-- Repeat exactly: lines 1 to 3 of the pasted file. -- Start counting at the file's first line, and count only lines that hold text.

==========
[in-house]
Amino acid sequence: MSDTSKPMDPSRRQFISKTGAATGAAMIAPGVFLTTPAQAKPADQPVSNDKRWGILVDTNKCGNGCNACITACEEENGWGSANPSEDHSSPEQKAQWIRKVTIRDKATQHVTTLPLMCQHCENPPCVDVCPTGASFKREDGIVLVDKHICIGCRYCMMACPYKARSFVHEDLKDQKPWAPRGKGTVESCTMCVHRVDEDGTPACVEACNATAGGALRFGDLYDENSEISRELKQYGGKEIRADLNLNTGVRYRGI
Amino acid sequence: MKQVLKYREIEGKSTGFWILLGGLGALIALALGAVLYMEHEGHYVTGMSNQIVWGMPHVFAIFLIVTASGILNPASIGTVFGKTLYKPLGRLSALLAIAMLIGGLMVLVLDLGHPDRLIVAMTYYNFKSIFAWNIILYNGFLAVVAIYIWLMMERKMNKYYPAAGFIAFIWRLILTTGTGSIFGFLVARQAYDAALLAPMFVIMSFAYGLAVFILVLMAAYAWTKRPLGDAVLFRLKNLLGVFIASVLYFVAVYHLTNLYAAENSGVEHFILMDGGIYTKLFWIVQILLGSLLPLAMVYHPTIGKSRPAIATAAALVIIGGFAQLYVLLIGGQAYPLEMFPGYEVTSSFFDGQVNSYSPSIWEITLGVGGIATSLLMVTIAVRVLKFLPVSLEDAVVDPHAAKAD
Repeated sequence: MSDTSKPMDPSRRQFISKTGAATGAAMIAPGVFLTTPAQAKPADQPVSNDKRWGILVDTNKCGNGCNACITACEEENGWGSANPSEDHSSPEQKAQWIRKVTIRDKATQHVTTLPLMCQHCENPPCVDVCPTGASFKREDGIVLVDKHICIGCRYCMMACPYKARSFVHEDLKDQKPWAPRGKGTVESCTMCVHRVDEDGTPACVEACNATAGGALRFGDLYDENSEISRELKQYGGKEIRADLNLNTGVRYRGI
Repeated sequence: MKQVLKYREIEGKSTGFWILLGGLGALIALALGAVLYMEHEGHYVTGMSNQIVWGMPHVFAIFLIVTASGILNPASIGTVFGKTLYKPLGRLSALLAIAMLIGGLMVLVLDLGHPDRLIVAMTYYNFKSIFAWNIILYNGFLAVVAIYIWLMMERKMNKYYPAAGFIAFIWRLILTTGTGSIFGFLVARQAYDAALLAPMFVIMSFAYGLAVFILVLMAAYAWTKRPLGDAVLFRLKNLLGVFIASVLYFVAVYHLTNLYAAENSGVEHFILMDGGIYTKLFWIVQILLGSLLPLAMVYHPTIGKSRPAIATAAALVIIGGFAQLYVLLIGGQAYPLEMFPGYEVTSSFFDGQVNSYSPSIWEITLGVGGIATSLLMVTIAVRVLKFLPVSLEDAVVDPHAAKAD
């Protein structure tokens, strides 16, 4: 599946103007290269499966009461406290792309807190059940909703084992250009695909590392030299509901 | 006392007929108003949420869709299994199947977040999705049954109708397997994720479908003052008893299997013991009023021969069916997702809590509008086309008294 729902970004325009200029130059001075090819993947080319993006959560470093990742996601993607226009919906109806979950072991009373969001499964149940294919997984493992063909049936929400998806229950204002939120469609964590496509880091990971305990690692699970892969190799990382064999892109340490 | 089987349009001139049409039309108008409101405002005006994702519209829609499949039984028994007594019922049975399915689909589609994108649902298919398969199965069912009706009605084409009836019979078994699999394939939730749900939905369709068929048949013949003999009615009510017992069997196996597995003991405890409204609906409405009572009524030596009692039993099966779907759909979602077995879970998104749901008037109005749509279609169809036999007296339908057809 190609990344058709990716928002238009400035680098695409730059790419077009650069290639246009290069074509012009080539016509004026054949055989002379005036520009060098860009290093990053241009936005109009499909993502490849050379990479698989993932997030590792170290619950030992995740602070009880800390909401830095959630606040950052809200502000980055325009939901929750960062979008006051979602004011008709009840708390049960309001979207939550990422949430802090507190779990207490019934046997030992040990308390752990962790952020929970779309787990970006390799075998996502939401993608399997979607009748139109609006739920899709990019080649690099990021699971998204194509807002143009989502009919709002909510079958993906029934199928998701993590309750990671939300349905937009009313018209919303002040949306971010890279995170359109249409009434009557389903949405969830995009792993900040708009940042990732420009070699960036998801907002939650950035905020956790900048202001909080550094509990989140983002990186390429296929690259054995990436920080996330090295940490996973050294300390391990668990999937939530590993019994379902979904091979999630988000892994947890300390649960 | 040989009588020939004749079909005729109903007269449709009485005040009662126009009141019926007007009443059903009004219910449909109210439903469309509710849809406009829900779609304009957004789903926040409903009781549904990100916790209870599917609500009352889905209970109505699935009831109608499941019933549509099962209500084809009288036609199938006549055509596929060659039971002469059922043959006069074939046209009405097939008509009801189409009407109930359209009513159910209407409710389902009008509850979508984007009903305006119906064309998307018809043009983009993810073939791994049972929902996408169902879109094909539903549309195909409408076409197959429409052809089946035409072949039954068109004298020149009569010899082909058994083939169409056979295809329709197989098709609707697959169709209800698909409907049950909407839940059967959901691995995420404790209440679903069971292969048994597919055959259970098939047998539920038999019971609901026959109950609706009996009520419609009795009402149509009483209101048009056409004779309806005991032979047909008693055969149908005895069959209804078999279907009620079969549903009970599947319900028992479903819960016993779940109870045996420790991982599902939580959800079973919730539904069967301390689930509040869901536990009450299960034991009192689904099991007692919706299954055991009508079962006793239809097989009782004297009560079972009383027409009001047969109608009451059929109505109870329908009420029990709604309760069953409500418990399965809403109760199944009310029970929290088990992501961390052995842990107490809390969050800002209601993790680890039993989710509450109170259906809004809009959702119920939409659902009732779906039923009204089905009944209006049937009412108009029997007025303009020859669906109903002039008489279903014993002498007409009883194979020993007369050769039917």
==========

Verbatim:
[in-house]
Amino acid sequence: MSDTSKPMDPSRRQFISKTGAATGAAMIAPGVFLTTPAQAKPADQPVSNDKRWGILVDTNKCGNGCNACITACEEENGWGSANPSEDHSSPEQKAQWIRKVTIRDKATQHVTTLPLMCQHCENPPCVDVCPTGASFKREDGIVLVDKHICIGCRYCMMACPYKARSFVHEDLKDQKPWAPRGKGTVESCTMCVHRVDEDGTPACVEACNATAGGALRFGDLYDENSEISRELKQYGGKEIRADLNLNTGVRYRGI
Amino acid sequence: MKQVLKYREIEGKSTGFWILLGGLGALIALALGAVLYMEHEGHYVTGMSNQIVWGMPHVFAIFLIVTASGILNPASIGTVFGKTLYKPLGRLSALLAIAMLIGGLMVLVLDLGHPDRLIVAMTYYNFKSIFAWNIILYNGFLAVVAIYIWLMMERKMNKYYPAAGFIAFIWRLILTTGTGSIFGFLVARQAYDAALLAPMFVIMSFAYGLAVFILVLMAAYAWTKRPLGDAVLFRLKNLLGVFIASVLYFVAVYHLTNLYAAENSGVEHFILMDGGIYTKLFWIVQILLGSLLPLAMVYHPTIGKSRPAIATAAALVIIGGFAQLYVLLIGGQAYPLEMFPGYEVTSSFFDGQVNSYSPSIWEITLGVGGIATSLLMVTIAVRVLKFLPVSLEDAVVDPHAAKAD